The two oldest buildings in Abergavenny, constructed shortly after the Norman invasion, are the castle and the Benedictine Priory, this latter established by Hameline de Ballon in 1087 and dedicated to St Mary. St Mary's Priory flourished for over four centuries without major incidents, while never becoming very prosperous, until closure in 1536 as part of the Dissolution of the Monasteries, after which the church was given to the parish, and it still stages regular services today. Although greatly modified, in particular during the 1800s, medieval stonework does survive in a few places, however the main point of interest is the fine collection of effigies and tombs, from the 14th to 16th centuries, mostly for members of the ap Thomas and Herbert families. One other building from the monastic era is the priory's tithe barn which has also been in continuous use since the 12th century, and currently houses a museum and exhibition venue.
The church and the barn have a south central location in Abergavenny, 700 feet north of the castle, and just east of the ancient town walls, of which virtually no trace remains. The church is open for regular visitors between 9 am and 4:30 pm, and there is usually a volunteer in residence. The nearest car park is along Castle Street.
The north side of the church adjoins the graveyard, in which are found a few minor wall fragments from some of the subsidiary monastic buildings, demolished soon after the Dissolution, while the south side links with the Priory Centre, a relatively modern building. The church itself consists of the nave and north aisle (the south aisle having long since been removed), leading to the crossing and choir, set between two chapels; the Lewis chapel on the north side and the Herbert chapel to the south. The chapels and north aisle incorporate the north and south transepts of the original, smaller church. Rising above the centre is a square tower, one of the few surviving medieval sections; almost all the visible stonework is from the Victorian alterations though the two chapels also have some late Norman components. The interior is relatively plain, and most of the windows contain clear glass, however the church is unusually large and impressive, and has been described as the 'Westminster Abbey of Wales' owing to its lofty ceilings and the collection of monuments. Stained-glass is present in four windows, north and south of the crossing, at the east end of the chancel (above the altar) and at the east end of the Lewis chapel; all are recent, the oldest installed in 1922. The architectural style is mostly Perpendicular Gothic. Besides the monuments, other ancient components are limited to a stone font - actually earlier than the church, probably mid 11th century, and the wooden stalls in the choir, which are from the 15th century.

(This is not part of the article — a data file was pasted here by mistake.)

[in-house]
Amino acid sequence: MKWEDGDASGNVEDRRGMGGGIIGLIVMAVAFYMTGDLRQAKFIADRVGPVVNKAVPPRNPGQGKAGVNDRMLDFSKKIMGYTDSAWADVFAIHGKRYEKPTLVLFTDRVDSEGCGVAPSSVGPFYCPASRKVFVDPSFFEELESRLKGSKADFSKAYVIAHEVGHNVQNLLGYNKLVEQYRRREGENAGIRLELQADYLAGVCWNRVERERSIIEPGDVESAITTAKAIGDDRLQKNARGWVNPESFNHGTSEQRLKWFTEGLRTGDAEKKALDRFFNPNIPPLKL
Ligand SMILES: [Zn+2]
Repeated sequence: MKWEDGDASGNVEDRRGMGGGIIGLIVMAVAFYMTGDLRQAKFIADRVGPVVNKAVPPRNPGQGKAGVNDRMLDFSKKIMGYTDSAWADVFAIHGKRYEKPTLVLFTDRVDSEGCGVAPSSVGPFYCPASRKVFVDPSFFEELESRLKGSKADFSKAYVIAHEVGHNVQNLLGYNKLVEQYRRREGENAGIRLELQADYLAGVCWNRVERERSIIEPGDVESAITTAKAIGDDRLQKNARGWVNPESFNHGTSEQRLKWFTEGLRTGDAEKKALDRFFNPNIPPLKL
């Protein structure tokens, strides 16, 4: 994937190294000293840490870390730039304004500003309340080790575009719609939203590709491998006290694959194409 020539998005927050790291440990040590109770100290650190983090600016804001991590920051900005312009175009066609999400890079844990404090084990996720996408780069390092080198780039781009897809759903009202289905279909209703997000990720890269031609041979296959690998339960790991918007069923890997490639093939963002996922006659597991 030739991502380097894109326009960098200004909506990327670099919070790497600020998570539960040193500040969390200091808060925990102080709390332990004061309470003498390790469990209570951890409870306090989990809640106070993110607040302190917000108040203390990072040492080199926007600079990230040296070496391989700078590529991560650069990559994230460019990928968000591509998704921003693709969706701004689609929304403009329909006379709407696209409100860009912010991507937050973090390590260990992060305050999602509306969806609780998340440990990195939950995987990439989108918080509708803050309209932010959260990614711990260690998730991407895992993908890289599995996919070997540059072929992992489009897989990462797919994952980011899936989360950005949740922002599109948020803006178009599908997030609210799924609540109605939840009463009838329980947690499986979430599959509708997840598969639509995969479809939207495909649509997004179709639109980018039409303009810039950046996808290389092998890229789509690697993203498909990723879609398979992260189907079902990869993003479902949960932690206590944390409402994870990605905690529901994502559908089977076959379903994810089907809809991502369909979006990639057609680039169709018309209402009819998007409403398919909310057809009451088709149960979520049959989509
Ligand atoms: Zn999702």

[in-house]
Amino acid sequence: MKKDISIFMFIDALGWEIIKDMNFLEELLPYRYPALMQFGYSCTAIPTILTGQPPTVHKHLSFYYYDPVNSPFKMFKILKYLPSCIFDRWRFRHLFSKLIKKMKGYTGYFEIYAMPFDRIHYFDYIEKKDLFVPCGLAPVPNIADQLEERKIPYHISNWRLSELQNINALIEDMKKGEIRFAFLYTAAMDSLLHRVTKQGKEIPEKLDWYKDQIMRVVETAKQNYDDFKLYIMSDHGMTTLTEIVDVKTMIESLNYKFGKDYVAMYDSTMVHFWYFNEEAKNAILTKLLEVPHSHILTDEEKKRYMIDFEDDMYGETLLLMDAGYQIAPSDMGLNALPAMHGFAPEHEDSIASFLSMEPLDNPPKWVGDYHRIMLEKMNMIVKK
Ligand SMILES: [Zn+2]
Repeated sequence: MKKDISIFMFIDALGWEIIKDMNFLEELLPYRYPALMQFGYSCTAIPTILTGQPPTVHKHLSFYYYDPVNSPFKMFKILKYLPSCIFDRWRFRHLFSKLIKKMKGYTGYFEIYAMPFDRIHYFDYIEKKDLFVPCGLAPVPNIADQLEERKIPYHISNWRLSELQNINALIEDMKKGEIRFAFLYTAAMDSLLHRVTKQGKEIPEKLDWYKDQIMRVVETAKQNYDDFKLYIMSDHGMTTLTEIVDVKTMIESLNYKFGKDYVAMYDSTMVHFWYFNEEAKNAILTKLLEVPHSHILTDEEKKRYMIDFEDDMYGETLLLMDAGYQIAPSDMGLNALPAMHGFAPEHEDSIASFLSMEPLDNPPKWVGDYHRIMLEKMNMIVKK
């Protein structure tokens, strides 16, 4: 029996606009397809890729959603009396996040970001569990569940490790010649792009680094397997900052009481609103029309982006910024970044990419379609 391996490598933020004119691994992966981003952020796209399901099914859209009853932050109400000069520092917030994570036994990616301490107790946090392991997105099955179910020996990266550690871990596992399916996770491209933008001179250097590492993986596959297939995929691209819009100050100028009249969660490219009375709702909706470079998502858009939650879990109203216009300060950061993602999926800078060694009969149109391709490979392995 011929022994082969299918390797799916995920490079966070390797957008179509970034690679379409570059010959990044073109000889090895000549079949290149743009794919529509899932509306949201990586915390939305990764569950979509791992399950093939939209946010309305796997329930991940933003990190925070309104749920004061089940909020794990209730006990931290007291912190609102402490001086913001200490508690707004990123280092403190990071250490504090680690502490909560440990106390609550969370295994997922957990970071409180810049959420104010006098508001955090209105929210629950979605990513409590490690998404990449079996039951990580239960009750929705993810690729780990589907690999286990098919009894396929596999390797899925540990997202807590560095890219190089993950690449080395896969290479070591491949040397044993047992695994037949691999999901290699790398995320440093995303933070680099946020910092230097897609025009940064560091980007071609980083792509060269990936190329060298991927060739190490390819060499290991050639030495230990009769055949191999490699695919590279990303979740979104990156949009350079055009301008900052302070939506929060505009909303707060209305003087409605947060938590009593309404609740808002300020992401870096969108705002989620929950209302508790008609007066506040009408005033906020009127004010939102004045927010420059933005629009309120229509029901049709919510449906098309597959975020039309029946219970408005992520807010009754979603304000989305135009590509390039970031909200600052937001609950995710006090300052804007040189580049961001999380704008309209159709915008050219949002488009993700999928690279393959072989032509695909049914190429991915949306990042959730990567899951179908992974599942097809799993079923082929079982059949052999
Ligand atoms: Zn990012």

Most of the ancient monuments are in the two chapels, the main exception being the wooden effigy of Baron John Hastings (died 1324), which is in the north transept. Below the east window of the Lewis chapel is the famous Jesse sculpture, just one part of a huge oak carving from the 15th century, depicting the father of King David. Close by is the tomb of Dr David Lewis (died 1584), the first principal of Jesus College in Oxford, and also two much older stone figures, one unidentified, the other of Eva de Braose (died 1255), daughter and coheiress of the Marcher Lord William de Braose. The Herbert chapel contains three ornate, alabaster tombs and effigies of notable couples; Sir William ap Thomas (died 1445; founder of Raglan Castle) and Lady Gwladys, Sir Richard Herbert of Coldbrook (died 1469) and Margaret, and William Baker (died 1648) and Joan. Also in this chapel are moments to Sir Lawrence de Hastings, Lord of Abergavenny (died 1348), and Sir Richard Herbert of Ewyas (died 1510), grandson of Sir William.